New Paper Restarts the History Wars

Not entirely sure why I continue to be suprised at self-serving politicians who reckon they know what schools should be doing better than the professional educators in schools themselves. But I do! I think I need a new blog category: stuff that governments,business and other interest groups think schools should be doing other than educating students. Nah, too long.

I’ve blogged about this Federal Government’s interventionist approach with regard to reporting and assessment, literacy, and even spelling as well as Australian history and whose stories anyway. In the AGE today Education Miister Bishop argues for more facts and dates. That’s what history is about, facts and dates!

Perhaps Julie Bishop could sponsor a poetry competition to set Year 10 students hearts racing, modelled on this old history narrative…

‘In fourteen hundred and ninety-two, Columbus sailed the ocean blue..’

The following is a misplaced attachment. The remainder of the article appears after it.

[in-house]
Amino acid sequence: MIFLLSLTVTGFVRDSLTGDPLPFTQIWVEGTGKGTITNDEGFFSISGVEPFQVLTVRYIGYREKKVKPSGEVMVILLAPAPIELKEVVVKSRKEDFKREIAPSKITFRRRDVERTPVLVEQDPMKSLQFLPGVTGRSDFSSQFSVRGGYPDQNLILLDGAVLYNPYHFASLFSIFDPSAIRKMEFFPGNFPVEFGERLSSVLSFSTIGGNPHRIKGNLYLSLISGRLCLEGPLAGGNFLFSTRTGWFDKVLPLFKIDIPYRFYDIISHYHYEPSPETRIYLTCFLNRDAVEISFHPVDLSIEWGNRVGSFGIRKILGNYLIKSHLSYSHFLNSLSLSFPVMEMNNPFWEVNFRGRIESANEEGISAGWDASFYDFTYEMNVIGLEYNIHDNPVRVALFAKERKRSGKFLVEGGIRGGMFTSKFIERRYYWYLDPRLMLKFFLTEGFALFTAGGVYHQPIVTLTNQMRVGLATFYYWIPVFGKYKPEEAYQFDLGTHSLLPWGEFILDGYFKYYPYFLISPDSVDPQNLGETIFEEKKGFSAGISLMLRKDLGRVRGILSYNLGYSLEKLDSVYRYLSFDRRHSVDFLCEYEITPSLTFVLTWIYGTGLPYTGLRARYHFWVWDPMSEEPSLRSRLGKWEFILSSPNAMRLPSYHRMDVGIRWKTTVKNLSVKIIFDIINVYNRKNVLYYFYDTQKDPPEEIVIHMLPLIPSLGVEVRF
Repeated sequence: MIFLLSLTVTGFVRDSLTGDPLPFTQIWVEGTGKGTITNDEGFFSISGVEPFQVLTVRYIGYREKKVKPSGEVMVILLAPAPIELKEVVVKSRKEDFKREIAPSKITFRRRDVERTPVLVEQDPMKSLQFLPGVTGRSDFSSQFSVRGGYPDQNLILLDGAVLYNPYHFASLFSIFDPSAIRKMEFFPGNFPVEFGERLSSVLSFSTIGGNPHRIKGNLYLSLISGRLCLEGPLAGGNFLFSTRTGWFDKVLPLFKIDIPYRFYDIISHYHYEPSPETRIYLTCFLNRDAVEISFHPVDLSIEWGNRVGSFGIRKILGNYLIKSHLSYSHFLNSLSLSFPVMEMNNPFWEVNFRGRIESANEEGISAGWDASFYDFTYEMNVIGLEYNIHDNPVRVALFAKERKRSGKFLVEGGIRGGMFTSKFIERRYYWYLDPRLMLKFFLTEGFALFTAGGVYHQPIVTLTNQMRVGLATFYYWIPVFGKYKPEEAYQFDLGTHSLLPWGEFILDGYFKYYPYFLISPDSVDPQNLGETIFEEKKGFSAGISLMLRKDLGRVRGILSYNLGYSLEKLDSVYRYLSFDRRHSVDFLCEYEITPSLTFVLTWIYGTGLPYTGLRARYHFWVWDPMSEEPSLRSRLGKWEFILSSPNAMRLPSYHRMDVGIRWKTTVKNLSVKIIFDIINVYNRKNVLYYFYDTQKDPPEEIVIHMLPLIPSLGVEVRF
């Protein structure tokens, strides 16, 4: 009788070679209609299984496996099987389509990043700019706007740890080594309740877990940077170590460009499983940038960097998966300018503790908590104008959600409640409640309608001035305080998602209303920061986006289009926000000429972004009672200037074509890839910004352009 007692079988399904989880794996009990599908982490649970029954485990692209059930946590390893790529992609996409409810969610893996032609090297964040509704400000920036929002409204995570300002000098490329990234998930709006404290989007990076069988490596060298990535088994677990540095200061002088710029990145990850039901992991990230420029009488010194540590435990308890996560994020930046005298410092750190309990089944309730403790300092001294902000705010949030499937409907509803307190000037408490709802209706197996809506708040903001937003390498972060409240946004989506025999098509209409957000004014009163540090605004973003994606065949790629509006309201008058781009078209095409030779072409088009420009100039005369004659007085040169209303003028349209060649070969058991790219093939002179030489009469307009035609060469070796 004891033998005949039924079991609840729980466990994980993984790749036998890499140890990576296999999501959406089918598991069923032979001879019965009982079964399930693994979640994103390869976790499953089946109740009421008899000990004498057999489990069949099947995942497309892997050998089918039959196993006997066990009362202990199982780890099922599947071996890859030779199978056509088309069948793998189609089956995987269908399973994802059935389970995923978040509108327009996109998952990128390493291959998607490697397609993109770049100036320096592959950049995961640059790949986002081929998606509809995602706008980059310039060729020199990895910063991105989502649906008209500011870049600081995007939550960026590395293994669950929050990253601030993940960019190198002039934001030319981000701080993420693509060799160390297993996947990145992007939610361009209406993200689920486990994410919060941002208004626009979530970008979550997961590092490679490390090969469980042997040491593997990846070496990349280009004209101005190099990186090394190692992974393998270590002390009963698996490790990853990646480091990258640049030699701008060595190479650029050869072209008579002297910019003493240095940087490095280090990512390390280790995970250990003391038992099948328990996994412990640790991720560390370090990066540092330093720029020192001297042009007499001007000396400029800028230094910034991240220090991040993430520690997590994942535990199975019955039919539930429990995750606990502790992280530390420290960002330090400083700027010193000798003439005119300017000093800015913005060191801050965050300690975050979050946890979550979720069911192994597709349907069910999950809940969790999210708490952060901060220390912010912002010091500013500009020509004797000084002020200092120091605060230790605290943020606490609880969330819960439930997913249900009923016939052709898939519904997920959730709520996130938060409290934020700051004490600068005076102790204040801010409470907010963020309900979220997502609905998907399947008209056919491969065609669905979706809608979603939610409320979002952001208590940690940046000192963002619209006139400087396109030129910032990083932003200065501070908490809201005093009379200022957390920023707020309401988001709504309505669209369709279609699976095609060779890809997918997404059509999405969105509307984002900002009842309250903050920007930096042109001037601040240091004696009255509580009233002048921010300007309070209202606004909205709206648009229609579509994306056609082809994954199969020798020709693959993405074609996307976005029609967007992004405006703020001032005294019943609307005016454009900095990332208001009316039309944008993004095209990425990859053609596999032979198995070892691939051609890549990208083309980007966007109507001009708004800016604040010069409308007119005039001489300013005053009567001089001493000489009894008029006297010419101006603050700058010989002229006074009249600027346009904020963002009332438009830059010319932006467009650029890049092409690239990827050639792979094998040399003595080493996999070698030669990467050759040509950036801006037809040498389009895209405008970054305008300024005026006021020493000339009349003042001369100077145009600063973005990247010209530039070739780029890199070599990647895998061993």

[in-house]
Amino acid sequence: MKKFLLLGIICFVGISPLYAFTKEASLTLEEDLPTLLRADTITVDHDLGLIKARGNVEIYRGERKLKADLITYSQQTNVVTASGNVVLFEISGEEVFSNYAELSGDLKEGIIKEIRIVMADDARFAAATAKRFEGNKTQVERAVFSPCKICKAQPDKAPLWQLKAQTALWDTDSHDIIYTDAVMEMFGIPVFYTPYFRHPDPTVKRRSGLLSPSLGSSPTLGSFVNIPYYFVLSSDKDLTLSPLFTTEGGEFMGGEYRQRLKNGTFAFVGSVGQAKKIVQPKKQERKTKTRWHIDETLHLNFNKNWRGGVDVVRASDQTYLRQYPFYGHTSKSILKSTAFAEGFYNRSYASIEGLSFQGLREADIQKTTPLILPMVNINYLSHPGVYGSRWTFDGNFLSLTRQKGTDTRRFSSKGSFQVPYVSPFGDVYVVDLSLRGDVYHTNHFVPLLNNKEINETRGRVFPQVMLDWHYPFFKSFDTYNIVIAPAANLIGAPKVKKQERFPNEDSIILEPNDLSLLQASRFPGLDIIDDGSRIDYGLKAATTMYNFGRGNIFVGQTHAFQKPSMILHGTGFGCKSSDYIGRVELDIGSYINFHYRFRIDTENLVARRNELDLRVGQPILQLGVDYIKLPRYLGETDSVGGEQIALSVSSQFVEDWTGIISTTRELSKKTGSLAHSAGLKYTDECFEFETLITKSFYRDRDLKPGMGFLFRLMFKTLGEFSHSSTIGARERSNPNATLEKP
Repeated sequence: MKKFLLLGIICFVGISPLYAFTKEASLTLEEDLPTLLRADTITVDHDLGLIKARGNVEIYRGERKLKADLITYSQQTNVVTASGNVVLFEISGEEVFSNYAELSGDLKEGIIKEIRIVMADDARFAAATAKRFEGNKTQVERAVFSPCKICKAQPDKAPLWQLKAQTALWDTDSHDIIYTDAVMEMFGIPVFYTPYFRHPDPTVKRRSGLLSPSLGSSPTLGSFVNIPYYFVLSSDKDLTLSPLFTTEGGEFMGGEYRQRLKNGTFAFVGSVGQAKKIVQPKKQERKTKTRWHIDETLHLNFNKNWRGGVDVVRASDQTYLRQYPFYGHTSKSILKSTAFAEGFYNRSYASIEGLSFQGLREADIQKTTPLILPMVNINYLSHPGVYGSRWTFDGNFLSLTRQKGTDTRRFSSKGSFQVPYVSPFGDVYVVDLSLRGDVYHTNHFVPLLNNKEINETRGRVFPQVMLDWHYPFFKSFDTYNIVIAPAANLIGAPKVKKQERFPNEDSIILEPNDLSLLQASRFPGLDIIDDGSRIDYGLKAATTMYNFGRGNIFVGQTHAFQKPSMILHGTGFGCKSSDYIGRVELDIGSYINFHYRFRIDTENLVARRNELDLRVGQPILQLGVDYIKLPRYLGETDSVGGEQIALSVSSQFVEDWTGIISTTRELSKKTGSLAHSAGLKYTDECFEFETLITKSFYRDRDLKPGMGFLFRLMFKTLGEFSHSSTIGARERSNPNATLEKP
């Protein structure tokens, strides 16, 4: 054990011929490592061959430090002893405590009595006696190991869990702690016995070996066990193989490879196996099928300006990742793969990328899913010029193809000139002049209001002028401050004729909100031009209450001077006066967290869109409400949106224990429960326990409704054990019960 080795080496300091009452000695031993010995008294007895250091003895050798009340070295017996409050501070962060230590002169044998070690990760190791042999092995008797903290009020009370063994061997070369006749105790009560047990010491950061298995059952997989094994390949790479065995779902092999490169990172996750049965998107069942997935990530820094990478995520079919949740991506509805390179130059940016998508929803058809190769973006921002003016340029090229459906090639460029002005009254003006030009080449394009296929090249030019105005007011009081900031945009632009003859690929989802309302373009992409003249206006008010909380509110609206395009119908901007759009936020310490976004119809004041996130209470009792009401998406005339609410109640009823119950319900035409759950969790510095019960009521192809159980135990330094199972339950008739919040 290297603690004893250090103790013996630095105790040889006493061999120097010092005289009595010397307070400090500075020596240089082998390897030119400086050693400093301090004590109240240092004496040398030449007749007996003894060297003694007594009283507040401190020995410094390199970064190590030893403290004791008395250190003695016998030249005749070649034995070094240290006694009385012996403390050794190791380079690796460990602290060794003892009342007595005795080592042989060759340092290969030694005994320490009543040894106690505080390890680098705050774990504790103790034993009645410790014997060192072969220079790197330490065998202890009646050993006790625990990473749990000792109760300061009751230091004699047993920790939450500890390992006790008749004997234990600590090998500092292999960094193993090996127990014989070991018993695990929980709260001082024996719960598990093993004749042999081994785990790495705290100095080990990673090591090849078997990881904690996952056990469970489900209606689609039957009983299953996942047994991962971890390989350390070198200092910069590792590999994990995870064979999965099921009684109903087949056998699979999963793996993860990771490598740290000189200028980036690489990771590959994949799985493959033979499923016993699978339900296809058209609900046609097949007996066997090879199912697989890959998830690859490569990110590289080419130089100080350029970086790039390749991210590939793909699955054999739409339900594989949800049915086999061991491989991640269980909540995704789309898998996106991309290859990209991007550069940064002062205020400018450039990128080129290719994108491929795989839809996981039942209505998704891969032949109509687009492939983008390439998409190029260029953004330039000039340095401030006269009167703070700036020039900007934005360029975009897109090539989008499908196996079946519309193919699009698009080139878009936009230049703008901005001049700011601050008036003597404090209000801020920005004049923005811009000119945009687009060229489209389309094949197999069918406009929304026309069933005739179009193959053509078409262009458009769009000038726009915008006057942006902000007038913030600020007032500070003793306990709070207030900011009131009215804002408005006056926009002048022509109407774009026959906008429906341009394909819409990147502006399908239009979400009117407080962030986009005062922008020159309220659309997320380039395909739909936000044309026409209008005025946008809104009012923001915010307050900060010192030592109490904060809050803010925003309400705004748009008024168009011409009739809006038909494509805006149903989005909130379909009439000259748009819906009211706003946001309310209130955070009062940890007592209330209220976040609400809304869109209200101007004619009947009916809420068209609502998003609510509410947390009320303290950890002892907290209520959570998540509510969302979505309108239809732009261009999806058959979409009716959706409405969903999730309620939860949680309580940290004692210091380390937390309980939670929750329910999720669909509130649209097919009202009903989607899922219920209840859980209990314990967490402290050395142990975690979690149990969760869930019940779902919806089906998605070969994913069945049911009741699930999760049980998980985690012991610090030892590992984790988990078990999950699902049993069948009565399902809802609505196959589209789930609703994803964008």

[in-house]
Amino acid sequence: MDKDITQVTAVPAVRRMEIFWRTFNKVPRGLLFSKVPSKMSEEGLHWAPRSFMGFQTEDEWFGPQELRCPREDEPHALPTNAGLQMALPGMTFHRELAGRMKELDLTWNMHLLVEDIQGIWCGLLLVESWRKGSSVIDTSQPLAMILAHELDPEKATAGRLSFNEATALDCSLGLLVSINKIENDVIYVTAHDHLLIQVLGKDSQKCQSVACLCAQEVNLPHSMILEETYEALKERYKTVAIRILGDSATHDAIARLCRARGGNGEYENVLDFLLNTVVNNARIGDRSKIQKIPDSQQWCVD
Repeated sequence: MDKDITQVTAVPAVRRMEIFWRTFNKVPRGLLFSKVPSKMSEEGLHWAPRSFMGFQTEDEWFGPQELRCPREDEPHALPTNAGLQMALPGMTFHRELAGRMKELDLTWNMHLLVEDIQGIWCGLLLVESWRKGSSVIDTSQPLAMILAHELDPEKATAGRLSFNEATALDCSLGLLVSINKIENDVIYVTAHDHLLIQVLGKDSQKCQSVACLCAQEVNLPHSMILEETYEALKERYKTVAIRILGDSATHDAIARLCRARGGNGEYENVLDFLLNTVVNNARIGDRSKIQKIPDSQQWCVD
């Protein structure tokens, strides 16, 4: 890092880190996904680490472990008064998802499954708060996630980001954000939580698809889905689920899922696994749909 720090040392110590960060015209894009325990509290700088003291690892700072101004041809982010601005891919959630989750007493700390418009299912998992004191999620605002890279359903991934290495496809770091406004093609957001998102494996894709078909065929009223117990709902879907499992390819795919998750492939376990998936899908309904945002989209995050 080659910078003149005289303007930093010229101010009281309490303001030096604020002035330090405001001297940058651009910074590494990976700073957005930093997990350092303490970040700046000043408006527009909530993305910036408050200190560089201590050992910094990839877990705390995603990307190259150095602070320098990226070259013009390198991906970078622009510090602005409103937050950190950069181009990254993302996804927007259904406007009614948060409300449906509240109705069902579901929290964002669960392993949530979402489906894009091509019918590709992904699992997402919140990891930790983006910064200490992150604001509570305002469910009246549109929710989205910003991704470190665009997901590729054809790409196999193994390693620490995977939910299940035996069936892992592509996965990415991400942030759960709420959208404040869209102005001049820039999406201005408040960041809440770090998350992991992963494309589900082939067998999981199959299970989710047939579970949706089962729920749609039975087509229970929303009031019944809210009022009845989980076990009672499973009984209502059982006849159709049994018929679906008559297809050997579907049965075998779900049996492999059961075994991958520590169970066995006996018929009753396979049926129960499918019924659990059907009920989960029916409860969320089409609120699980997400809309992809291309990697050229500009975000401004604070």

THE history wars are about to be reignited, thanks to a paper that argues that Australian history in schools focuses “excessively” on topics such as the Vietnam War and the Whitlam government while ignoring issues such as economic development.

The paper, commissioned by the Federal Government for consideration at a national Australian history summit this month, also stresses the need to tackle the common perception that “Australian history is crap … ’cause nothing happened”‘.

Its author, Gregory Melleuish, says school is the only significant contact most people have with the study of history. But he argues there is a tendency for Australian history lessons to “exclude or marginalise” many significant elements.

“These include economic development issues, middle-Australia, people of religious belief and the churches,” Associate Professor Melleuish says in the paper, which outlines what he believes students should be taught by the end of year 10.

“It is necessary that a place be made for these elements.”

Education Minister Julie Bishop announced the summit last month, claiming that not enough students were learning Australian history, there was too much political bias and that not enough pivotal facts and dates were being taught.

She said it was essential that a structured, narrative approach was taken and every child should know when and why James Cook sailed along the east coast of Australia.

Original article HERE.

I’ll try to find if the report is available online.